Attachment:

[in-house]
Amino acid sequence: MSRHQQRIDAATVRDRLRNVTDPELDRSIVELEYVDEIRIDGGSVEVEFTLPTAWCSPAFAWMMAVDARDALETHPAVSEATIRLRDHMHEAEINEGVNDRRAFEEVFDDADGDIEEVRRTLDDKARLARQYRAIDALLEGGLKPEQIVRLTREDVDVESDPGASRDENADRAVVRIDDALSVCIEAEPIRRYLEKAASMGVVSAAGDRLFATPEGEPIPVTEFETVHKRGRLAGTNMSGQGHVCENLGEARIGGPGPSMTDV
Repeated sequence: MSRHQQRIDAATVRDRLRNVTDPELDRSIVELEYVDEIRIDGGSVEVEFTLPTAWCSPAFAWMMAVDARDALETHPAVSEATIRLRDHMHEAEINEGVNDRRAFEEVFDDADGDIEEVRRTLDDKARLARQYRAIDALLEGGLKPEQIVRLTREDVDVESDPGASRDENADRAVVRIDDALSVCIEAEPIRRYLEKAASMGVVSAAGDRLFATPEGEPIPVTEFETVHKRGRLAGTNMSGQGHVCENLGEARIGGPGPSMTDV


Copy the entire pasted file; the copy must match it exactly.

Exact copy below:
[in-house]
Amino acid sequence: MSRHQQRIDAATVRDRLRNVTDPELDRSIVELEYVDEIRIDGGSVEVEFTLPTAWCSPAFAWMMAVDARDALETHPAVSEATIRLRDHMHEAEINEGVNDRRAFEEVFDDADGDIEEVRRTLDDKARLARQYRAIDALLEGGLKPEQIVRLTREDVDVESDPGASRDENADRAVVRIDDALSVCIEAEPIRRYLEKAASMGVVSAAGDRLFATPEGEPIPVTEFETVHKRGRLAGTNMSGQGHVCENLGEARIGGPGPSMTDV
Repeated sequence: MSRHQQRIDAATVRDRLRNVTDPELDRSIVELEYVDEIRIDGGSVEVEFTLPTAWCSPAFAWMMAVDARDALETHPAVSEATIRLRDHMHEAEINEGVNDRRAFEEVFDDADGDIEEVRRTLDDKARLARQYRAIDALLEGGLKPEQIVRLTREDVDVESDPGASRDENADRAVVRIDDALSVCIEAEPIRRYLEKAASMGVVSAAGDRLFATPEGEPIPVTEFETVHKRGRLAGTNMSGQGHVCENLGEARIGGPGPSMTDV